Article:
Graham Hughes The Canadian Press Nearly a third of Quebecers believe that neither the body responsible for elections, nor the judicial system, nor public media are not independent of political power, according to a CROP survey.
Nearly a third of Quebecers believe that neither the body responsible for elections, nor the judicial system, nor the public media are independent of political power, according to a CROP survey conducted online last June. The survey also reveals that one in four respondents believes that this is also the case for the police.
“The percentage of confidence in institutions which are so important for social cohesion is therefore very low », laments Malorie Flon, general director of the Institut du Nouveau Monde (INM). It was this non-partisan organization that asked the CROP firm to carry out the survey.
The division and disinformation that are rampant could partly explain these results, says the woman who holds the reins of the organization whose objective is to increase citizen participation in democratic debate.
The latter is deteriorating almost everywhere, reveal several clues coming from abroad, states Ms. Flon. She therefore considers it relevant to analyze democratic life in Quebec, in particular by examining this survey. This is part of the book The state of Quebec 2024, published by Somme tout/Le Devoir under the direction of Josselyn Guillarmou and Sandra Larochelle. p>
Launched on Friday, the work of 24 texts signed by different collaborators is intended to be a tool to better inform the population and allow them to take part in the public debate, specifies Ms. Larochelle. Malorie Flon adds by emphasizing the importance of reflecting on the current state of democracy while the media – which is one of its pillars – is going through a “crisis” forcing the abolition of positions and thus undermining access to information.
No “danger at home”
Quebecers' doubts about the independence of institutions from the State are undoubtedly the “most depressing” figures from the survey carried out among 1,000 adults, maintains Alain Giguère, president of CROP. However, there is no “danger in the house”, according to him.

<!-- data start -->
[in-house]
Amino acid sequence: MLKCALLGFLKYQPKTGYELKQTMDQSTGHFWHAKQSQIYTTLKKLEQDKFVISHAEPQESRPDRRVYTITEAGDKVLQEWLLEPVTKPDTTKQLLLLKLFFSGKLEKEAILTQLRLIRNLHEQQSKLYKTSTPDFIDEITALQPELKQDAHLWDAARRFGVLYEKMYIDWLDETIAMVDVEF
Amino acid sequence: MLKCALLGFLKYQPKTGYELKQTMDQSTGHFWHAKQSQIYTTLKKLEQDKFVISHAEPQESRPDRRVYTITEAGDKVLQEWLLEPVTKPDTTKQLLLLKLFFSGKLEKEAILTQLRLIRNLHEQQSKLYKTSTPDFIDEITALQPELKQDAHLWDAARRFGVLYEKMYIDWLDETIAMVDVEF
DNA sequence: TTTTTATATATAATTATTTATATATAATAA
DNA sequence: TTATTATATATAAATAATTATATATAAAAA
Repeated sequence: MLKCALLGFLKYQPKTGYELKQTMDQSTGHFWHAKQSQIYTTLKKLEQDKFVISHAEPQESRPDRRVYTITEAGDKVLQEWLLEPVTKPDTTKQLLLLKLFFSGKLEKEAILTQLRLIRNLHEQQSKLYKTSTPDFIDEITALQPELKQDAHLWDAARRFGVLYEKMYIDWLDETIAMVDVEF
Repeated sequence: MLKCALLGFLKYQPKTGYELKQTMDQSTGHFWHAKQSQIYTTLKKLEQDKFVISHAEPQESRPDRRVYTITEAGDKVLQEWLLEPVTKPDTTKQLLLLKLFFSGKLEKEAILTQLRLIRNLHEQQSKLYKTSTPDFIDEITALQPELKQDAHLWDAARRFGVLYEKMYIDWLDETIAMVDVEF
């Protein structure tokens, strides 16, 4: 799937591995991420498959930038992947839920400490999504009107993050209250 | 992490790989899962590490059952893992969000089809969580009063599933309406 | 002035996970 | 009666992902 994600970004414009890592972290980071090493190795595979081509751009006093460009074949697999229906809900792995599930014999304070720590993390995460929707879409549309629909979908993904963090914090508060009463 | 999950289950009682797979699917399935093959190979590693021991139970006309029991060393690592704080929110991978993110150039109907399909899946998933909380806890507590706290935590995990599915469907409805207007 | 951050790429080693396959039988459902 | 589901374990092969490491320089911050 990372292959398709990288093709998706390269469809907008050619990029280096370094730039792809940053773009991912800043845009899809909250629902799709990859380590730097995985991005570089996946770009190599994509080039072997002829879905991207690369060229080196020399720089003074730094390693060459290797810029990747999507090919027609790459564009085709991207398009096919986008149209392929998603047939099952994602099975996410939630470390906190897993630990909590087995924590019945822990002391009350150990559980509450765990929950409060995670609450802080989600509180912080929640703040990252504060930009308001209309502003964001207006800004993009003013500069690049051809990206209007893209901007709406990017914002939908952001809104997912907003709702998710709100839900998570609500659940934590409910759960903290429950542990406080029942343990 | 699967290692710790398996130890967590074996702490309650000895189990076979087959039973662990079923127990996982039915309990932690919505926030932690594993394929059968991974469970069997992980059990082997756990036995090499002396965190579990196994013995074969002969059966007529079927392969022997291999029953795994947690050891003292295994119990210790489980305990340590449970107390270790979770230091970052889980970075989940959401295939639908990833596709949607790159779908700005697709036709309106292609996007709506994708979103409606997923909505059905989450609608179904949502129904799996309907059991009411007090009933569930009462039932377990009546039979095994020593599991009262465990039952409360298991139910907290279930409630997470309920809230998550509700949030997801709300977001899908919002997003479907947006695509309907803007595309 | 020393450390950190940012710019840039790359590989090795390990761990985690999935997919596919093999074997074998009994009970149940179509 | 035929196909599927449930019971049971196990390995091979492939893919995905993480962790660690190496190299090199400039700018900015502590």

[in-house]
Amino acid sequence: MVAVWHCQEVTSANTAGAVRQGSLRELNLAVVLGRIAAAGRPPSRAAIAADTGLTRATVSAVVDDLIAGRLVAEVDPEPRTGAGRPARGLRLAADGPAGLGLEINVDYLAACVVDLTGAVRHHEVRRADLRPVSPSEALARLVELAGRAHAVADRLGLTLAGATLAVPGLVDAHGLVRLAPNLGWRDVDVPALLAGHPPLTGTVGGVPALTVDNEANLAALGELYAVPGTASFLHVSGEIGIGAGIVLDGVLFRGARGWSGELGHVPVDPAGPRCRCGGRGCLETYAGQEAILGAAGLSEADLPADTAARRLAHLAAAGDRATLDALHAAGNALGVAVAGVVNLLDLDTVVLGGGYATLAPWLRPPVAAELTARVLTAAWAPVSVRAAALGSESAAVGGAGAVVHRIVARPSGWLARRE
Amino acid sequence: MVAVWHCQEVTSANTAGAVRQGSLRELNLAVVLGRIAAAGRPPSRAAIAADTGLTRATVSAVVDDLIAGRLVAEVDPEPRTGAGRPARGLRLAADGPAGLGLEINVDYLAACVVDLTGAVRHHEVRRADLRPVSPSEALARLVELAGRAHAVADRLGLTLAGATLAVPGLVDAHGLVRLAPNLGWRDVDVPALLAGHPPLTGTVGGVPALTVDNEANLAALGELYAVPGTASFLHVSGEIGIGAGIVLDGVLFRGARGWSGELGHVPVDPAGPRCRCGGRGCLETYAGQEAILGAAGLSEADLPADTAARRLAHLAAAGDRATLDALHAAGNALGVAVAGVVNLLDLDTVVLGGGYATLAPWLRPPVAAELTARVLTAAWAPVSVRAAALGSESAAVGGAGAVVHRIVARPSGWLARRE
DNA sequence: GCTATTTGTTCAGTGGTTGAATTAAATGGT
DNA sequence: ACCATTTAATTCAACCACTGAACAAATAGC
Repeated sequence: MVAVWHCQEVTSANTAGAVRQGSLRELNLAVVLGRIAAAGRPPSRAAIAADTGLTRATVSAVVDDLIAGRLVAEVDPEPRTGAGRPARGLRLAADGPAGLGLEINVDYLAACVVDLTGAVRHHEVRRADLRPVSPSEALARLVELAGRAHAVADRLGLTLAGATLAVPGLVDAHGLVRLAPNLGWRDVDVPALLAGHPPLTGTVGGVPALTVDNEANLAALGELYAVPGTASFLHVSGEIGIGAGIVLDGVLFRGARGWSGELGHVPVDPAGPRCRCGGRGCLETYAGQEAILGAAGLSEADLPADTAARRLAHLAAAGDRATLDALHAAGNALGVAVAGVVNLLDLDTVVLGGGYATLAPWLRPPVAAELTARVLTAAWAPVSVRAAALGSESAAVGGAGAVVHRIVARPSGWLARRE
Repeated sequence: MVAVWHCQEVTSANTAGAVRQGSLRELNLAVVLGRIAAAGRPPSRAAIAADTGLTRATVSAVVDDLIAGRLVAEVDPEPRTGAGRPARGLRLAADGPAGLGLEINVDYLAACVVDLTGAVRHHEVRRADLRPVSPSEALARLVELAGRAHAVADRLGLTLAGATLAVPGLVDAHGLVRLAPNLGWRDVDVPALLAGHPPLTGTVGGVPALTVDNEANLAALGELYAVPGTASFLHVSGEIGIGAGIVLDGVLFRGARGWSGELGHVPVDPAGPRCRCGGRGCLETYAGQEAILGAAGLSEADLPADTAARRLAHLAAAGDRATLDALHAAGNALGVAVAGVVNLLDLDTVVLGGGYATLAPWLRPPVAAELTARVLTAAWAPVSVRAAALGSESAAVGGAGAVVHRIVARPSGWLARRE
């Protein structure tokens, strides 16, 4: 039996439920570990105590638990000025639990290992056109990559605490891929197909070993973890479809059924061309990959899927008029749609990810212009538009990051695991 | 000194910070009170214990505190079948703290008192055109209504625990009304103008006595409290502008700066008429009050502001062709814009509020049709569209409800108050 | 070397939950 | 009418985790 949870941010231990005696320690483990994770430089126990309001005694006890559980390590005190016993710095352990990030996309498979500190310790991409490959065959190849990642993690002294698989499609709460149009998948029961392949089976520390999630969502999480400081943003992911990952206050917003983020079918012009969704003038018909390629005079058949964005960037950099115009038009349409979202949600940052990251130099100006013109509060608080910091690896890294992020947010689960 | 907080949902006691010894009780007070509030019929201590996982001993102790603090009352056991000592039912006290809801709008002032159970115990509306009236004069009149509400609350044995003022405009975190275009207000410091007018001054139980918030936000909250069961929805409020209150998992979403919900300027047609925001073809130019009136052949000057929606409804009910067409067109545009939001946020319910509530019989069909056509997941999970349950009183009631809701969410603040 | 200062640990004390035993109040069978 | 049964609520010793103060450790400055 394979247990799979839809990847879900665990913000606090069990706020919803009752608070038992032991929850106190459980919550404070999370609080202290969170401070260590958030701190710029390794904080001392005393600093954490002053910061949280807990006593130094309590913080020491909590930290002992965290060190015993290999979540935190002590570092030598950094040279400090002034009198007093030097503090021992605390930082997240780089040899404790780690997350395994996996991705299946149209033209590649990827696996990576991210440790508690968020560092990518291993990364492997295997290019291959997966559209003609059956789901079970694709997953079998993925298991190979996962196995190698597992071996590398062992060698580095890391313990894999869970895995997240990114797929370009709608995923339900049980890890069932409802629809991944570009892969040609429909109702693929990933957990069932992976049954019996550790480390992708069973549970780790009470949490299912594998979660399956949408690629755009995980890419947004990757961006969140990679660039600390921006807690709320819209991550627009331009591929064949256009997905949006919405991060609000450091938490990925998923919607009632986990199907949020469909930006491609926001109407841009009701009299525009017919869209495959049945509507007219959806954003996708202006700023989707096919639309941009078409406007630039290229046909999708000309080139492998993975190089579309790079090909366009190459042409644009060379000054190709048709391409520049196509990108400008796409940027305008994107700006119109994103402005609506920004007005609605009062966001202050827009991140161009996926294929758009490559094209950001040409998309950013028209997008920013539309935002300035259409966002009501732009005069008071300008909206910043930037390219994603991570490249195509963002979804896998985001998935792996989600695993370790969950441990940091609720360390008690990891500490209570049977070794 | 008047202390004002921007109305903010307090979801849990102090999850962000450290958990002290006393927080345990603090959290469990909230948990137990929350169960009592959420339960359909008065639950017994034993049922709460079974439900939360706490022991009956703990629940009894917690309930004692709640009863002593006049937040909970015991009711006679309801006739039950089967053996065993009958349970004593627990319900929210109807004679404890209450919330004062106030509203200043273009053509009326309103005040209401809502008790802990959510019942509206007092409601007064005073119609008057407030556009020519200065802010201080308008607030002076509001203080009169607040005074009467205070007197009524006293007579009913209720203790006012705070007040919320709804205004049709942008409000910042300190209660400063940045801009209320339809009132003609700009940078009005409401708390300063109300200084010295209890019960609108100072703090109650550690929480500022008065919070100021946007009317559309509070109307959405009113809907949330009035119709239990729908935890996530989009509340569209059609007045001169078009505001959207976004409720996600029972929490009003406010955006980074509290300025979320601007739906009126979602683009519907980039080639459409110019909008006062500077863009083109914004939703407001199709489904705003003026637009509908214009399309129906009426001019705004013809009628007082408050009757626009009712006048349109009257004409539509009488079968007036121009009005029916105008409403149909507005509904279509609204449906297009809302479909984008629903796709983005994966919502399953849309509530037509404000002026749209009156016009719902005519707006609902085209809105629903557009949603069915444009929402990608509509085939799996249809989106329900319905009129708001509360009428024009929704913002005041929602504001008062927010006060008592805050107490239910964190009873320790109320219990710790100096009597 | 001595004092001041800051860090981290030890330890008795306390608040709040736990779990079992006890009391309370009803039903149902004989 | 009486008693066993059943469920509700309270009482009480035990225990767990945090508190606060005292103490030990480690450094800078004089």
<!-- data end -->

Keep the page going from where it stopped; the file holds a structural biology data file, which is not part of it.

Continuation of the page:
As such, he mentions that 52% of Quebecers believe that democracy is doing “rather well,” while 17% say it is doing “very well.” On the contrary, 17% of respondents believe that she is “fairly bad”, 6% believe that she is “very bad”, and 8% do not know. He believes that these results demonstrate “healthy” and balanced criticism of the system. “Yes, we are satisfied, but we express ourselves on the subject with very moderate enthusiasm,” he notes.
Quebec society is complex, continues Mr. Giguère, so it is impossible to please everyone. “There are several pressure groups, institutions and people who have particular needs and who are all asking the government to invest here or there, to change this law or to be more attentive to their cause,” specifies he.
Having an influence
Apart from exercising their right to vote in general elections, one of the ways for the population to “Having influence in political decision-making means attending public consultations,” emphasizes Ms. Flon. “People can also participate in the work of the National Assembly by sending submissions,” she adds.
The general director of the INM, however, points out the need to create more spaces that allow Quebecers to give their opinion. This is an essential condition for democratic “vitality” in the territory, according to her. In this regard, she also notes that only 37% of survey respondents believe that citizens have a “fairly” or “very” important influence on the decisions of the federal government, while this proportion rises to 44% for the provincial and 49% for the municipal. This last figure, higher than the other two, is possibly due to the fact that it is “the scale closest to people”, according to her.
Ms. Flon is optimistic despite the All of these results, which are “fairly weak”. “I find it interesting, because it means that people see all the space that remains to be occupied to influence more, to participate in shaping the future of this society of ours,” she concludes. /p>